Bipartisan call for GAO to investigate FDA's use of inappropriate studies for drug approvals
In a nutshell, U.S. Reps. Edward Markey (D-MA), John Dingell (D-MI), Henry Waxman (D-CA), Bart Stupak (D-MI) of the House Energy and Commerce Committee, and Senate Finance Committee Chairman Charles Grassley (R-IA) have requested that the Government Accountability Office (GAO) investigate FDA's reliance on non-inferiority studies, with particular reference to antimicrobial drugs.
TheCongressmen areproposing the GAO crawl way up FDA's butt for this investigation, which apparently was spurred by Congressional committee hearings into the FDA approval of Sanofi-Aventis' antibiotic Ketek (see, for instance, this article on lawyersandsettlements.com). The list of requested inquiries includes:
1. In the past 10 years, a list of all of those products approved by FDA Office of Antimicrobial Products that established effectiveness on the basis of non-inferiority studies. For each product:
a. The indication for which the product was approved; whether this indication is or is not serious and life threatening (pursuant to the FDA's definition contained in 21 CFR 312.81);
b. The sponsor of the NDA;
c. The date on which the product was approved;
d. The name(s) of the active control drug(s) or comparator(s);
e. Whether the comparator was approved in the U.S.;
f. The margin used in the trial;
g. The treatment difference between the active control and the test drug and the associated confidence intervals;
h. Any groups or subgroup analyses included in labeling;
i. Whether the active control drug used to establish non-inferiority for each medication was itself approved on the basis of a placebo study or other superiority trial, or if it too was approved on the basis of non-inferiority;
j. A copy of the explanation contained in the applicants analysis of the study for why the results of the non-inferiority trials could be believed to assure the effectiveness of the drug (as required by 21 CFR 314. l26(b)(2)(iv)) and, if the required explanation was not included in the analysis of the study, an explanation as to why it was not included; and
k. A copy of any analysis(es) by FDA staff relevant to whether the non-inferiority trial or trials we're adequate to establish the effectiveness of the new drug.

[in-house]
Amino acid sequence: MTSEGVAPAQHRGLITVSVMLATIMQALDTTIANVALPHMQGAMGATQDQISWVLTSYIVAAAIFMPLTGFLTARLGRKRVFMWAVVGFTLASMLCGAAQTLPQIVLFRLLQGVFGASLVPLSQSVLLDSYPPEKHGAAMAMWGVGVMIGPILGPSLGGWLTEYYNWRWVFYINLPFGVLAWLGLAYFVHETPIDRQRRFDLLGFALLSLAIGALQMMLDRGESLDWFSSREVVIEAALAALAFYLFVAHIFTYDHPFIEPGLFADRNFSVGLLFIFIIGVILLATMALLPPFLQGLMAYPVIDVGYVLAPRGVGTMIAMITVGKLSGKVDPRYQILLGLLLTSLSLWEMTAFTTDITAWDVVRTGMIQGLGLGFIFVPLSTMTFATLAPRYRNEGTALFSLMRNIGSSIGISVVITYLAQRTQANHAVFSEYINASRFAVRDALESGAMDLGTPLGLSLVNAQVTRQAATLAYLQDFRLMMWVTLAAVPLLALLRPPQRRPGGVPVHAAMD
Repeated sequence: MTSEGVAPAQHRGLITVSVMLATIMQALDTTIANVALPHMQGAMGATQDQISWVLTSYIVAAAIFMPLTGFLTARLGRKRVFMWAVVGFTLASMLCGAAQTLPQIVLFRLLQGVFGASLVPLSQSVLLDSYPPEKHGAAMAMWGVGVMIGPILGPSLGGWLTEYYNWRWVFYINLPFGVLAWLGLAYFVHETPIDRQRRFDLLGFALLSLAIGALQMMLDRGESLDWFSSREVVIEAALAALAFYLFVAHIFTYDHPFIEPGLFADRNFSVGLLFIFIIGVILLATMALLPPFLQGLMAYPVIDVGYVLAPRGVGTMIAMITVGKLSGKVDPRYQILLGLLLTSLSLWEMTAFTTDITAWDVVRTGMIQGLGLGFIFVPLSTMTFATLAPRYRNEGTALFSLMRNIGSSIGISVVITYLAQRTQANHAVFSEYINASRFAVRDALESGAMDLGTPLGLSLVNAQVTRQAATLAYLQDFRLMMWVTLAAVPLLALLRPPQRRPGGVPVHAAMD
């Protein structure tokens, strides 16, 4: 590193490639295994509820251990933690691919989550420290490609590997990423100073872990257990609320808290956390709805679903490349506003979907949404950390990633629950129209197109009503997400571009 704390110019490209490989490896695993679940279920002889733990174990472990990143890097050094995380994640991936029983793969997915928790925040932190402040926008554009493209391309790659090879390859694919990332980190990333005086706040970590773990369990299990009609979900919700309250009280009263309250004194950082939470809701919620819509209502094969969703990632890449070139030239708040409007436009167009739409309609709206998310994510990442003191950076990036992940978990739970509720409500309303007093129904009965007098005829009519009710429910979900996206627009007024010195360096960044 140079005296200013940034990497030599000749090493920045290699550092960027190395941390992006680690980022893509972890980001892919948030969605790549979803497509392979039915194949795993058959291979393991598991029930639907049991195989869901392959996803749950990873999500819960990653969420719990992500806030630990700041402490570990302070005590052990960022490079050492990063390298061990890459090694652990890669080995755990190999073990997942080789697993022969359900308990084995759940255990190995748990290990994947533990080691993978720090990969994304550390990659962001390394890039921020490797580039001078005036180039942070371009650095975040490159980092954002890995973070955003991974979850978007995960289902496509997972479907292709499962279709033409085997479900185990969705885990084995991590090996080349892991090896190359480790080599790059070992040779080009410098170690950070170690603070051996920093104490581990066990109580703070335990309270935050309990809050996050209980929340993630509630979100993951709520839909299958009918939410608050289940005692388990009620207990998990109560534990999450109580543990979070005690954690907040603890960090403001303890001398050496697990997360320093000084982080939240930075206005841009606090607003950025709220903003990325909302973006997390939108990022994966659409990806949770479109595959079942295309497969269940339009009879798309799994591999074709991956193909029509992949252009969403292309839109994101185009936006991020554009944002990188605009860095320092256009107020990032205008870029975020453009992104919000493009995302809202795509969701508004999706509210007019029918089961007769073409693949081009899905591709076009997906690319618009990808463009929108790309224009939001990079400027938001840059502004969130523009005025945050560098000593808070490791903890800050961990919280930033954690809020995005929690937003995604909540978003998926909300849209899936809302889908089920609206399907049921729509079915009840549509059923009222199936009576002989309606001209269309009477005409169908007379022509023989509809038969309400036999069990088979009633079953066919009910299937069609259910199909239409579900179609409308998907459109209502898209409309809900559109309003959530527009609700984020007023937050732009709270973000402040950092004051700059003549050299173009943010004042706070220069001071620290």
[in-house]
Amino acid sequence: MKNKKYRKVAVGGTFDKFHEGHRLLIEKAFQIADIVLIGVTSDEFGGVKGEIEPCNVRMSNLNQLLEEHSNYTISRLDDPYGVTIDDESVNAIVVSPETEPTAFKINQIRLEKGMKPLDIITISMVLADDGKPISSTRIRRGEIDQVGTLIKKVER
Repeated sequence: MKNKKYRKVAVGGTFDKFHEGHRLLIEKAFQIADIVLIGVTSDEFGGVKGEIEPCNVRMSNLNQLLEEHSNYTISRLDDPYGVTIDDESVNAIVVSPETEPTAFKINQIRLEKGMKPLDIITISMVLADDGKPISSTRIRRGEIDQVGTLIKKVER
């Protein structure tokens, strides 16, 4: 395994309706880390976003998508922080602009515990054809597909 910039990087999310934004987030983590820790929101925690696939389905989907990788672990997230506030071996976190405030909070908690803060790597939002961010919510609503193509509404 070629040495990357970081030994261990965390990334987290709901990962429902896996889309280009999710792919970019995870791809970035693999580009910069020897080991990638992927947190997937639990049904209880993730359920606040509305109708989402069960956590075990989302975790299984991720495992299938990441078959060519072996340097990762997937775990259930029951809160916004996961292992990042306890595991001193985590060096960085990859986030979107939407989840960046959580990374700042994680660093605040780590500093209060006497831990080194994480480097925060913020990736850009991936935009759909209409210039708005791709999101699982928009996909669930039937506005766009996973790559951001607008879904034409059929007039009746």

The Congressmen also asked for information relating to FDAidentification ofand guards against "biocreep." [Biocreep is described by FDA as the selection of successively less effective comparator agents, which individually fit a statistical confidence interval relative to the product to which it was compared. This process, over time, may result in the presumed equivalence of statistically and clinically inequivalent products.]
They also wanted to know the results of an internal FDA conference on non-inferiority held last year and whether FDAs acceptance of non-inferiority trials to establish drug effectiveness adheres to the principles for such trials that the agency has set forth (e.g. in ICH E9).
Wow. I can't recall aCongressional request for a GAO investigation that is intended to second-guess and micromanage FDA's scientific processes as much as this one. It begs the question of motivating forces at work: Is this just political grand-standing or is it more indicative of genuine overseer skepticism of FDA's sincerity and effectiveness? Given the political season, I suspect the former is at least as operative as the latter.
Which is not to say that Markey et al's concerns are not worthy of public discussion. They are. Non-inferiority studies are subject to big-time biases and inaccurate conclusions if not planned and scrutinized carefully. The documents linked above attest to FDA's awareness of these challenges, so what is the scientific basis for this investigation request? Is this a fishing expedition, or does this group of Congressmen already have evidence (perhaps from an insider) that FDA has shirked it's scientific responsibilities?
Posted in Dentistry Post Date 01/31/2016